Q&A with Erie’s Brad Bonello
By Ken McKenna
In the 01-02 season, a draft-eligible player on the Erie Otters roster
faced an uphill battle in his bid to be drafted by a NHL team. Forward
Scott Dobben (now of the Ste. St. Marie Greyhounds) was overlooked in the
Central Scouting Service’s mid-term rankings, but went on to be drafted by
the Ottawa Senators in the 2002 NHL Draft. This season, another Otter,
center Brad Bonello, is in the same position that former teammate Dobben
was in last year, with Brad being overlooked in CSS’s mid-term rankings.
Brad is in his second season with the Otters, a season that has been almost the opposite of what he experienced last year during Erie’s run to the Memorial Cup tournament. The Otters have struggled to stay near the .500 mark throughout the 02-03 campaign, with the team currently being locked in a battle to earn the right to defend their OHL title.
Bonello had a good start to this season, as he was amongst the goal-scoring leaders in the OHL through the first month. The feisty pivot has notched three 4-point games so far, but his overall production has tailed off some more recently. Through 51 games, Brad has tallied 44 points (18G, 26A), to go along with 120 penalty minutes.
With his hard-nosed style of play and offensive skills, Brad certainly should be able to catch the eye of the scouts. His mouth definitely has caught the attention of opponents, which has earned Bonello a reputation as a disturber. So, while Brad may lack the ideal size (5’11″, 167 lbs.) that teams look for in a center, he more than makes up for the shortcoming with his spirit and determination.
Hockey’s Future caught up with Brad before a recent game, with the transcript of that conversation being presented below.
HF: Talk about this season for you and the team, so far. Has it met your expectations, or do you think you guys can do better?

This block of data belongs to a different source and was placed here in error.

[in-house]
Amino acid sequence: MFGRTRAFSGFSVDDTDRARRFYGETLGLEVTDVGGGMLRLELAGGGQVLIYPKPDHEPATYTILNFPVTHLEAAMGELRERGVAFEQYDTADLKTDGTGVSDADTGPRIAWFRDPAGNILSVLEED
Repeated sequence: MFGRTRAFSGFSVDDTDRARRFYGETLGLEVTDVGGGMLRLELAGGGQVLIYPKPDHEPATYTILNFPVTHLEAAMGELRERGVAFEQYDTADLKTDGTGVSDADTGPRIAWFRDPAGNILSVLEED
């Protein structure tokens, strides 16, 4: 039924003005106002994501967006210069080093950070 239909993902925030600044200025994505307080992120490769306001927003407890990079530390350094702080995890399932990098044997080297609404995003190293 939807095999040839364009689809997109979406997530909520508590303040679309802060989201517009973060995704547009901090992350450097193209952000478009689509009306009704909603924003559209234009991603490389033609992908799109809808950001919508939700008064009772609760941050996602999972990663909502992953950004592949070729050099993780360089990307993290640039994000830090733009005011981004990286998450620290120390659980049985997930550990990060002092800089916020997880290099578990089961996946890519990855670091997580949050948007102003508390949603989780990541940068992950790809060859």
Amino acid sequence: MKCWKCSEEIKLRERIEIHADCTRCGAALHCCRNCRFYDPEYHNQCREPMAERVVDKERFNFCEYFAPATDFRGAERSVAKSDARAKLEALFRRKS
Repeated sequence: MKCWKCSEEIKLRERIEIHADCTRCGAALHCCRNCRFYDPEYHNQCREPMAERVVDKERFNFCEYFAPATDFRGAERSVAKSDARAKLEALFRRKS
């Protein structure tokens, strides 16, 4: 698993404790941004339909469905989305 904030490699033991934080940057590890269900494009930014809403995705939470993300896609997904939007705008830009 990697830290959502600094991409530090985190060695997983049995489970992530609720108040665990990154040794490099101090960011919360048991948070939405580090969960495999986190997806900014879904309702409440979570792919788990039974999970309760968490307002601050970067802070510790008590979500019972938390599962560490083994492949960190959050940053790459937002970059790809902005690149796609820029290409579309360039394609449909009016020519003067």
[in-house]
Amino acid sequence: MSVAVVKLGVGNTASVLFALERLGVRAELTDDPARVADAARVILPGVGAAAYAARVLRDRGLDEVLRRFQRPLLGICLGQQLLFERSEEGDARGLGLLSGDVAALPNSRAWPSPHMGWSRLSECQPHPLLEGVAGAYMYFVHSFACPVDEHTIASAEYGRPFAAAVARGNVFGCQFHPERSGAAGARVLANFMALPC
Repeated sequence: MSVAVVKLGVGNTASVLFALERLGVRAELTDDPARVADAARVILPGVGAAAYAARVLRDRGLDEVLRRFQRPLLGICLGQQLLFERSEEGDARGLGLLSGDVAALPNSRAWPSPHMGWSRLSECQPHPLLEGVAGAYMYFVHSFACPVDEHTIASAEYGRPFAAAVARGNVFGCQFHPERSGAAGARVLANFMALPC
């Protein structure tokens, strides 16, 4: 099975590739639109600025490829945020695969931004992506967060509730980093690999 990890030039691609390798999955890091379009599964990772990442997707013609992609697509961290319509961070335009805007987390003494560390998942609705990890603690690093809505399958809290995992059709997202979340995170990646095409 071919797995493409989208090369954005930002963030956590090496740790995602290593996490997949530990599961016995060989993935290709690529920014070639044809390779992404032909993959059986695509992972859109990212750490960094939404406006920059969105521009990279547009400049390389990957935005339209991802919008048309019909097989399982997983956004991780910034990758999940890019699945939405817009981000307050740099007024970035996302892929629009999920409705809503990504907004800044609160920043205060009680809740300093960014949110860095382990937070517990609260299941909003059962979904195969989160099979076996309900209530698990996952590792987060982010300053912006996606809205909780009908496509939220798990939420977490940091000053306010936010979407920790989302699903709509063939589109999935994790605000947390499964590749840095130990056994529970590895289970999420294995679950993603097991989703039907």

BB: Well, with a lot of veterans coming back this year from last year’s team, there’s no reason why we shouldn’t know how to win. But, we know we have a lot of young guys that we have to teach to learn how to win. Things have been a little rough for us lately, but I think that the team is actually jelling well; to beat the #1 ranked team in Canada (Ottawa) twice is obviously a positive.
HF: For you personally, how do you think your season has gone?
BB: I think my season has gone pretty well. I wanted to do a little better than I am right now, but we still have 12 games left, so hopefully I can reach my goals that I set at the beginning of the season. I had a couple of games where I didn’t have any points, and a couple of suspensions, so I have to pick it up and reach my expectations.
HF: This is your initial draft year. Were you ranked on CSS’s mid-season report?
BB: I didn’t get ranked. I leave that in the back of my head, that people overlooked me. I don’t know if it was because of my size, or something else. Hey, it’s always there to add fuel to the fire.
HF: Last year, (former Otter) Scott Dobben wasn’t ranked at mid-season, but he was drafted in the 4th round (by Ottawa). So, there is hope.
BB: Exactly, exactly. Actually, at the beginning of the season, I said to our PR guy that I wanted to kind of duplicate what Scott Dobben did last year and hopefully get drafted in the later rounds, like Dobben did.
HF: When you’re on your game, what type of things do you do best that make you a potential draftee?
BB: I’ve been told I play similar to (Dallas prospect) Steve Ott. I like to get in the face, and stir up some stuff. I draw a lot of penalties, so my team can capitalize on the power play. I’m in your face a lot. I can score, and I play as hard as I can every shift. For me to get drafted this year, I think I’ll have to play that style of game, and show the scouts that I can get under everybody’s skin. You want me on your team, and not have to go against me!
HF: You’re from Brampton. Is that near Toronto?
BB: Yeah, it’s about half an hour south of Toronto.
HF: I assume you grew up a Maple Leafs fan, then.
BB: Actually, the Leafs were always there, but my favorite team growing up was the Pittsburgh Penguins. I loved Mario (Lemieux), so he was the main reason I liked them. I don’t play like him, but he was always great to watch. Jagr is a great player, too.
HF: Going forward, then, what do you think the team needs to do better to ensure that you make the playoffs? You’re in a tight battle right now.
BB: Definitely. I’m not sure that we’ve played good defense as a team this year. We have a number of guys that are minus players right now, so I think the main thing is to improve our defensive play, and we should be able to make the playoffs.
HF: Okay, Brad, thanks for your time. Good luck the rest of the way.
BB: Thanks a lot!